I’ve been feeling the bliss, too, about this organic broiler chicken from my friends at Prairie Sun which I’ve managed to stretch out into several meals.

Last week, I fell into a cranberry craving (caused, I think, by forgetting to ask for cranberry sauce leftovers from Thanksgiving), so I had a couple meals of chicken salad with thin-sliced raw onion and chopped raw cranberries, and then a pasta dish (above) with chicken and sauteed onion and cranberries in a creamy yogurt sauce with thyme.

I thought it was weird that the cranberries were shelf-labeled as “Ocean Spray” when they were, in fact, independent Wisconsin family-farmed Wetherby cranberries.  Sad that there’s seemingly no skirting the industry leader name–but I was happy to have these close-to-home berries.

The chicken-onion-cranberry concoctions took care of most of the meat, but the great thing about a whole chicken is that it’s a gift that keeps on giving–I made stock out of the bones and found there was still quite a bit of meat flaking off after that long-cooking, and that plus the stock went into my soup.

I made biscuits with the fat (I’m told it’s called schmalz or schmaltz) skimmed from the top of the chilled stock.  The dog got to gobble up the skin and bits of cartilage.  So the only thing left in the end was some long-simmered and very clean bones.  I try to make the most of what meat I eat.

The thing I really wish I could get my hands on for the holidays is a little of my friend Bob’s Dakota Harvest grass-fed lamb, but it looks like I may have to trek to Omaha for that–his lamb has been praised in the French cafe restaurant review, and he’s also supplying the Grey Plume, which was recently named America’s “greenest” restaurant.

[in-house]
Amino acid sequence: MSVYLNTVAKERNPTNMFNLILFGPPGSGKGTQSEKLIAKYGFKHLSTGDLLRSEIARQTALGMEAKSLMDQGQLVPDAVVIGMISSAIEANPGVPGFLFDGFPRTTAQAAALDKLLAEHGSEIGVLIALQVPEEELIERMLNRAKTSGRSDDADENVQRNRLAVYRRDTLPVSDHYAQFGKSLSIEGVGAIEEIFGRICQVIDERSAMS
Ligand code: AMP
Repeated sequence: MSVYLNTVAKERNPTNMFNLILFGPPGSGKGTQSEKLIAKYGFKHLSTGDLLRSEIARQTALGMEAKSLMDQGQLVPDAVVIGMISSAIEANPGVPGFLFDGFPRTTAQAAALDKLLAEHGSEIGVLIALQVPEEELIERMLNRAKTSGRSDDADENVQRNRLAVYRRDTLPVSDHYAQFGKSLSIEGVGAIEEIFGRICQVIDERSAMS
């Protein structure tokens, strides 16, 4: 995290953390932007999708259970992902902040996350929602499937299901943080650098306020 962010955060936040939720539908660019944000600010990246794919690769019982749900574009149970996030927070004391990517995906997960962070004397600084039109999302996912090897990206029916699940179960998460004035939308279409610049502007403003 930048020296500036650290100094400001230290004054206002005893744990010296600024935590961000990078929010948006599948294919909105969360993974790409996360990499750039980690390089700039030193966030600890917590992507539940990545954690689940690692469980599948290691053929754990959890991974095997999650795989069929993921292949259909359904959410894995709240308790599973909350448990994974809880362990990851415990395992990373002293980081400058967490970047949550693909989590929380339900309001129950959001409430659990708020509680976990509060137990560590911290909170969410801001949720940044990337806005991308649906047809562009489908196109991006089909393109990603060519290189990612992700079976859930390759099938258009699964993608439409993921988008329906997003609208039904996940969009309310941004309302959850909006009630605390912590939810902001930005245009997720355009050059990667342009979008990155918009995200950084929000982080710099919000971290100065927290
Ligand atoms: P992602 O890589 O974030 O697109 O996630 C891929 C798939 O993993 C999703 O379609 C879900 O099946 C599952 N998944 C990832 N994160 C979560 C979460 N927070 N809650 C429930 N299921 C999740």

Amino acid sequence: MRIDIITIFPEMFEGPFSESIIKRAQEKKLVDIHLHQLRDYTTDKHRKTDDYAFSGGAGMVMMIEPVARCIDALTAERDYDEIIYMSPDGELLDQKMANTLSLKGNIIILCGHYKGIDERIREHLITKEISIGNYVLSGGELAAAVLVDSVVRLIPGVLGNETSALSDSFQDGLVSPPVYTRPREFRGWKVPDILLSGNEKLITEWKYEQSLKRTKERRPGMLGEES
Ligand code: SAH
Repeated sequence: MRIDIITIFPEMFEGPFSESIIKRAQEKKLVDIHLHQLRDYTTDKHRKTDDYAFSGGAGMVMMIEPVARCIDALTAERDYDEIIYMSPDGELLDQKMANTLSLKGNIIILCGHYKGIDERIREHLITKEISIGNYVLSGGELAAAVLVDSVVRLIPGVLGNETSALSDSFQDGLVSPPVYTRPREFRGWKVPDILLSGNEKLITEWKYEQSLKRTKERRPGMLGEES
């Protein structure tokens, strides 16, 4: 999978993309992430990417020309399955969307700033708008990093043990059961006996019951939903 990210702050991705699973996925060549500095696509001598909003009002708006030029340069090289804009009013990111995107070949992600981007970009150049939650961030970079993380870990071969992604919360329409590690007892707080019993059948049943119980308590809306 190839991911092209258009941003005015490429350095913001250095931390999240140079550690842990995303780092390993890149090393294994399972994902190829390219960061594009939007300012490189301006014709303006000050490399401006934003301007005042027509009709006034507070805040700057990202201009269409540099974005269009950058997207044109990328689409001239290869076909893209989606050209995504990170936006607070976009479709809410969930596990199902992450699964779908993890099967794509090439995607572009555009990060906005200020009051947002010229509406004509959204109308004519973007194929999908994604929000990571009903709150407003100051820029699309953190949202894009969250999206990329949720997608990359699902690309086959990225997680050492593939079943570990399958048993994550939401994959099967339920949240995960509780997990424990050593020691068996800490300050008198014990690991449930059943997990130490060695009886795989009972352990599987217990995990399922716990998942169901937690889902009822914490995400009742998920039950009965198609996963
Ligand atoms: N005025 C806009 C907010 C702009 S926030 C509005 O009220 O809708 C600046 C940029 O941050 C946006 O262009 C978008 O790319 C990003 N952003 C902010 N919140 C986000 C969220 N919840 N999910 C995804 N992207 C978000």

He’s going to be a very busy man.  Not that he isn’t already.  And he totally deserves the acclaim–he raises an incredible quality product.

Anyhow, to top off our cozy evening at home, H went out to his truck to fetch a bar of chocolate he brought with him, and while he was out, I thought about what sweet treat I might like to top off our leisurely meal.

And so now we are sharing the slightly decadent dessert of almond-laced chocolate squares with the last of the 2009 season home-canned pie cherries in rum-spiked sugar syrup which we may or may not be eating straight out of the jar ahem–in dainty fine china saucers, of course. 😉



3 responses

  1. Hard to believe it’s seed catalog time already. Are there any veggies you can grow in real shade? I can’t think of any, but I do have a tiny patch of real dirt at my new place if there’s anything that can handle so little light.

    • Heavy shade is rough–but you might try some lettuce or other greens. Have you considered pots that can be moved into sun? Or thinning branches on your trees? If your trees are deciduous, you might get an early crop of arugula in and get it growing well before the trees leaf out…esp if you have a cold frame.